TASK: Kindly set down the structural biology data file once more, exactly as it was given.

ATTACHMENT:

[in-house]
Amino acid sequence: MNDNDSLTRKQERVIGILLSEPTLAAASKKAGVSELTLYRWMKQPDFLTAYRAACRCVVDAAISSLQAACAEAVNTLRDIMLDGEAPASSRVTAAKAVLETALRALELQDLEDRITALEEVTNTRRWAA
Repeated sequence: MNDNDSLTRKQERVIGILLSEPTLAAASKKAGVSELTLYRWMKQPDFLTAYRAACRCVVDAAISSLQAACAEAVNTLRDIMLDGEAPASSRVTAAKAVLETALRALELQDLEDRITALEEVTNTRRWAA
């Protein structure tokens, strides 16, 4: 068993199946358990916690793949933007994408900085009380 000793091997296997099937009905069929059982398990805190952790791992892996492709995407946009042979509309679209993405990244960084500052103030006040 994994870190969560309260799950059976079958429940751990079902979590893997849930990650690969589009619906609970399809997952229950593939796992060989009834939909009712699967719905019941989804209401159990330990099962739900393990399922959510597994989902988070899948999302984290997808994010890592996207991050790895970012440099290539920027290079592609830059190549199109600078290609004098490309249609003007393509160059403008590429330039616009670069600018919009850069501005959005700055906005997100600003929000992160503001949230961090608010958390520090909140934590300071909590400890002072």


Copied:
[in-house]
Amino acid sequence: MNDNDSLTRKQERVIGILLSEPTLAAASKKAGVSELTLYRWMKQPDFLTAYRAACRCVVDAAISSLQAACAEAVNTLRDIMLDGEAPASSRVTAAKAVLETALRALELQDLEDRITALEEVTNTRRWAA
Repeated sequence: MNDNDSLTRKQERVIGILLSEPTLAAASKKAGVSELTLYRWMKQPDFLTAYRAACRCVVDAAISSLQAACAEAVNTLRDIMLDGEAPASSRVTAAKAVLETALRALELQDLEDRITALEEVTNTRRWAA
């Protein structure tokens, strides 16, 4: 068993199946358990916690793949933007994408900085009380 000793091997296997099937009905069929059982398990805190952790791992892996492709995407946009042979509309679209993405990244960084500052103030006040 994994870190969560309260799950059976079958429940751990079902979590893997849930990650690969589009619906609970399809997952229950593939796992060989009834939909009712699967719905019941989804209401159990330990099962739900393990399922959510597994989902988070899948999302984290997808994010890592996207991050790895970012440099290539920027290079592609830059190549199109600078290609004098490309249609003007393509160059403008590429330039616009670069600018919009850069501005959005700055906005997100600003929000992160503001949230961090608010958390520090909140934590300071909590400890002072």